“Eric Liu and Nick Hanauer are progressives who always think outside the box, and that’s why everyone should pay attention to them. The Gardens of Democracy shakes up our stale debate over government’s role in a dynamic society, and in a thoughtful, creative and inventive way. Everyone will find something to disagree with here, and that’s the point: getting us out of our comfort zones is an immensely useful democratic undertaking.”—E.J. Dionne Jr., author of Why Americans Hate Politics

"I just read a remarkable book by Eric Liu and Nick Hanauer. It is The Gardens of Democracy: A New American Story of Citizenship, the Economy, and the Role of Government.  I highly recommend it as a big gust of fresh air to clear out the dense, stale, gases we have all been breathing when it comes to how we talk about politics and citizenship. It is time to break out of the prison of left/right thinking that has made politics so mean spirited in recent years... There is something in this new metaphor for both the left and the right."—Ray Smock, Robert C. Byrd Center for Legislative Studies

"Even if you don't agree with everything the authors propose, you will find 'The Gardens of Democracy' to be spirited and thought provoking."—The Bellingham Herald

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Product Details

ISBN-13:
9781570618239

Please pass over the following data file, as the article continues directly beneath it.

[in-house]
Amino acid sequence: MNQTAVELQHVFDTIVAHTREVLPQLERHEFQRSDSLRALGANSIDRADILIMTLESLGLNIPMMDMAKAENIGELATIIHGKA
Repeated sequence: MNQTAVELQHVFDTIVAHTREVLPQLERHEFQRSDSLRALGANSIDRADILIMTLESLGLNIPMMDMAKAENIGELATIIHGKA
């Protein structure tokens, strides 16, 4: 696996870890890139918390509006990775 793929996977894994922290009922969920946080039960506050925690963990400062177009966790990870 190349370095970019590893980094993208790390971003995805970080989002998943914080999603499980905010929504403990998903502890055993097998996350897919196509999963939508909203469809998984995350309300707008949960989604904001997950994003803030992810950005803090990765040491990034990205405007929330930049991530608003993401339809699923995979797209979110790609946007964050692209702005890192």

Publisher:
Sasquatch Books
Publication date:
11/08/2011
Pages:
192
Sales rank:
467,204
Product dimensions:
7.02(w) x 4.86(h) x 0.66(d)

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The Gardens of Democracy: A New American Story of Citizenship, the Economy, and the Role of Government 4 out of 5 based on 0 ratings. 7 reviews.
GeordieFoster More than 1 year ago
I read it in one night! That's an accomplishment for me. I subscribe to much of this thinking & seeing it actually on paper and organized was terrific and made me feel better about my convictions. It will be a tough sale to right wing Baby Boomers but it's written in a way that even they might give it a second thought. Young People these days subscribe more and more to this type of thinking and the education system is integrating it more and more into their curriculums thank goodness. Now if you can just incorporate the thinking of Gene Roddenberry I'd be happy.
myronlh More than 1 year ago
Maybe there is hope for the future if more people would model the suggested behavior.
Anonymous More than 1 year ago
Although I haven't finished reading the book as yet, I am reallly enjoying it. Thought-provoking and written in a language I can understand easilly. If the book holds up until I finished, I am going to recommend it to my 3 daughters, among others.
Anonymous More than 1 year ago
A refreshing new look that moves beyond the traditional arguments that have created the current political impass.
Anonymous More than 1 year ago
This a book based on common sense. Something lost in our modern political system.
Anonymous More than 1 year ago
Anonymous More than 1 year ago
This book is completely one sided. It has nothing to do with democracy. It's about Socialism and Communism. It talks about  "redistribution of wealth", how there should be "more unions", and how everyone should be "required to vote".